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Museum scans centuries-old bones to reveal unfamiliar faces

By Elena Watts
April 16, 2014 at 10:01 p.m.
Updated April 16, 2014 at 11:17 p.m.

From left: Drs. Stephen Cooper and Bruce Tharp examine fragments of human remains found at Fort St. Louis as Eric Ray, Museum of the Coastal Bend curator, looks on.

Dr. Bruce Tharp, radiologist with Victoria Radiology Associates, read scans of 325-year-old bones belonging to two early French colonists at Citizens Medical Center on Tuesday.

"One of the biggest challenges was identifying the bone fragments encased in the clay matrix," Tharp said. "We were able to determine 95 percent of them."

The 3-D high-resolution images were created to help Amanda Danning, a forensic sculptor, reconstruct the colonists' faces for the Museum of the Coastal Bend.

"We make plastic copies of the bones to minimize contact with the real bones," said Eric Ray, curator of exhibits and collections for the Museum of the Coastal Bend. "She takes all the signs provided by the bones - where the muscle was attached, the traumas of life that left marks - and builds up the soft tissue."

The five-day facial reconstruction project begins May 6 at the museum, and community members are invited to witness the process.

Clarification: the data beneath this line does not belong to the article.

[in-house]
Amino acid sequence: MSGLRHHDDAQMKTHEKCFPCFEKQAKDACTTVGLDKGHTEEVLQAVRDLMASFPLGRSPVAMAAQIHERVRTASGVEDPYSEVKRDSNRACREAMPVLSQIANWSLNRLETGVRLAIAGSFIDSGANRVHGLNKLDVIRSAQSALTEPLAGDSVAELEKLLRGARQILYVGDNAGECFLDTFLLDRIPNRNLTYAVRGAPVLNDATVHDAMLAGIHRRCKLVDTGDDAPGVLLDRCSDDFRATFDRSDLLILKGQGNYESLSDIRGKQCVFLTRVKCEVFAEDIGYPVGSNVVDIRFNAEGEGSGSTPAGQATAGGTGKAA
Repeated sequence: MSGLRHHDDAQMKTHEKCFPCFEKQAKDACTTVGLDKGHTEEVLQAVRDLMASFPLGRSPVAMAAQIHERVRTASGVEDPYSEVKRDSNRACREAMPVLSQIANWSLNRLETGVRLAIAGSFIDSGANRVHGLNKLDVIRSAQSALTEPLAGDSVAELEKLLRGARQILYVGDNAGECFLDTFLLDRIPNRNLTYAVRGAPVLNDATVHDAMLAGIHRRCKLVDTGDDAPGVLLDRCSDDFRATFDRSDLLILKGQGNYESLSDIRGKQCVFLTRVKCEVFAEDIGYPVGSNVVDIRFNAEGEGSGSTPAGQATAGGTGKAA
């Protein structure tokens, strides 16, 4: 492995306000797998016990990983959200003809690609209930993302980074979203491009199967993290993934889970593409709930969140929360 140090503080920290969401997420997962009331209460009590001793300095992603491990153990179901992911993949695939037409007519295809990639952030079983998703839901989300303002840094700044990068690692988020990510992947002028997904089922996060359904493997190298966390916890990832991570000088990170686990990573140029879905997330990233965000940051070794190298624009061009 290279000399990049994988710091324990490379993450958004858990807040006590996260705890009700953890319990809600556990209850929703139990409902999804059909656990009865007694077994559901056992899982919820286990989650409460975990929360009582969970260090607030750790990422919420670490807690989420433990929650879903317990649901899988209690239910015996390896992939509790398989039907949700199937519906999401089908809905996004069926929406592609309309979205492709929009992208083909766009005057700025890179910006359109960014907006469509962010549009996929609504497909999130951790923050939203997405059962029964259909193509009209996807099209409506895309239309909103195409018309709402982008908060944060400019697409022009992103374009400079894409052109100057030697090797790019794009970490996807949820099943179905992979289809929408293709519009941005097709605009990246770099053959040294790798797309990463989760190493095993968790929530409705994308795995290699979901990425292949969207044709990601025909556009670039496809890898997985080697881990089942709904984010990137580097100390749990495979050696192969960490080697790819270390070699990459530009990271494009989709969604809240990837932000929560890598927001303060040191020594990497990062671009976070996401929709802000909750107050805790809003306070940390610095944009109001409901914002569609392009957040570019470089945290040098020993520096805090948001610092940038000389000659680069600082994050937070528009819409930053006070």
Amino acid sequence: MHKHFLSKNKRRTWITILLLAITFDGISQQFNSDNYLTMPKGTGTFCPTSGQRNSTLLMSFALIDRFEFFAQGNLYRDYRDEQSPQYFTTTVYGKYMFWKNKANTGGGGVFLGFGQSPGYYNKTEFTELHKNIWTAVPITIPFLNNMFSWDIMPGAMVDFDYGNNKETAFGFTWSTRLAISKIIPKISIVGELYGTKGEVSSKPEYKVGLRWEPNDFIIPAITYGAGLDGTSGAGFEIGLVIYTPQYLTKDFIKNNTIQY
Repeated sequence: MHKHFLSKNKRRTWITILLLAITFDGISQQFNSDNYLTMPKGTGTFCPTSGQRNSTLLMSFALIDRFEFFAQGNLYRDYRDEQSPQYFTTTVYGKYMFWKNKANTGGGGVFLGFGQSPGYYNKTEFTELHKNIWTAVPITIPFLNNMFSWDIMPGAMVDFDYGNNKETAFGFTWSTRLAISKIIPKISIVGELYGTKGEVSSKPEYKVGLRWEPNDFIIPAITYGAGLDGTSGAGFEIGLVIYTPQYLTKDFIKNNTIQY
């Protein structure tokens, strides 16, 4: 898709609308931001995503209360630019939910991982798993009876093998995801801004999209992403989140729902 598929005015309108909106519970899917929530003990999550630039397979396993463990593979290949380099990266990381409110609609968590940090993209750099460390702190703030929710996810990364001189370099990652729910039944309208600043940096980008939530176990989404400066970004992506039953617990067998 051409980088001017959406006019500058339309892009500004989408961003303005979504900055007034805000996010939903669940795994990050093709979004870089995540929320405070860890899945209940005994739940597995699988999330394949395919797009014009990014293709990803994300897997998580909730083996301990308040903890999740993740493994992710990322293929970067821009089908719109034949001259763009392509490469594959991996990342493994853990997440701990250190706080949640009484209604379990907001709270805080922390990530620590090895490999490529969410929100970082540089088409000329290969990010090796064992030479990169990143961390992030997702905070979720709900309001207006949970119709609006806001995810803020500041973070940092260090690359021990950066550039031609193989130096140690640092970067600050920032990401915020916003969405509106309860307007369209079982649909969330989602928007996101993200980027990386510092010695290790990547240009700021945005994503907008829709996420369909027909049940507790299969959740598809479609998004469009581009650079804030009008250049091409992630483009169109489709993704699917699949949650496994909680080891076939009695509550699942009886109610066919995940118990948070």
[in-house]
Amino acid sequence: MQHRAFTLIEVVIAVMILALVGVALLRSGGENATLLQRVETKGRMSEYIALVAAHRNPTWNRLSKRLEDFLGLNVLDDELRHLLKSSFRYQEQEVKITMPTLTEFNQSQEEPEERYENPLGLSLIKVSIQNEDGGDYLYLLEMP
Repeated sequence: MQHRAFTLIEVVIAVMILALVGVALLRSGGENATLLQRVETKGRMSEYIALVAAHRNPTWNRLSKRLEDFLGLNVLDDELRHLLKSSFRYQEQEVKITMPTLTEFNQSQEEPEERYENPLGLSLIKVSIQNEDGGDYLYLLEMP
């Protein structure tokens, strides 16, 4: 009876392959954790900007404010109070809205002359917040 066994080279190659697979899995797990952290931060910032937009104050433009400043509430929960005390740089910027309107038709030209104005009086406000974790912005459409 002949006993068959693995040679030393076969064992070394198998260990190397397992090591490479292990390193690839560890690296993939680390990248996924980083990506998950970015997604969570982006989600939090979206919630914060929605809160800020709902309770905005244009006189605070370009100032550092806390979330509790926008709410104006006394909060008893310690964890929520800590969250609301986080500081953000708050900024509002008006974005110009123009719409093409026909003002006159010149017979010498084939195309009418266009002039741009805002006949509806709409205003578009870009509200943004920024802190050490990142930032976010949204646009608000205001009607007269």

Danning will help visitors understand how she reaches the reconstructions. She will also explain her levels of confidence about the various parts of the face, Ray said.

The bones were unearthed during the Fort St. Louis excavation in Victoria County in the early 2000s, Ray said.

The earliest European settlement on the Texas Gulf Coast met its unfortunate end in the late 1600s, about the time the two early colonists, a woman and a man, were killed by Karankawa Indians, Ray said.

The Karankawa took the children in the colony to live with them. The children later described the colony's demise to Spanish colonists, who recorded their accounts.

Textual records of the colony and forensic science helped researchers link the identities of the woman and the man to the bones found, Ray said.

According to the children's accounts, Isabelle Talon was killed by a blow to the head. The bones belonging to the woman reflect the injury, Ray said.

Written accounts describe the Marquis de la Sablonniere's inability to walk, Ray said. Researchers are fairly confident from indications of syphilis on the man's leg bones that they belong to the Marquis.

"It's easy to boil history down to a series of dates and events, so this helps restore humanity to the stories," Ray said. "And it's an opportunity to show the science behind the bones, which is interesting."

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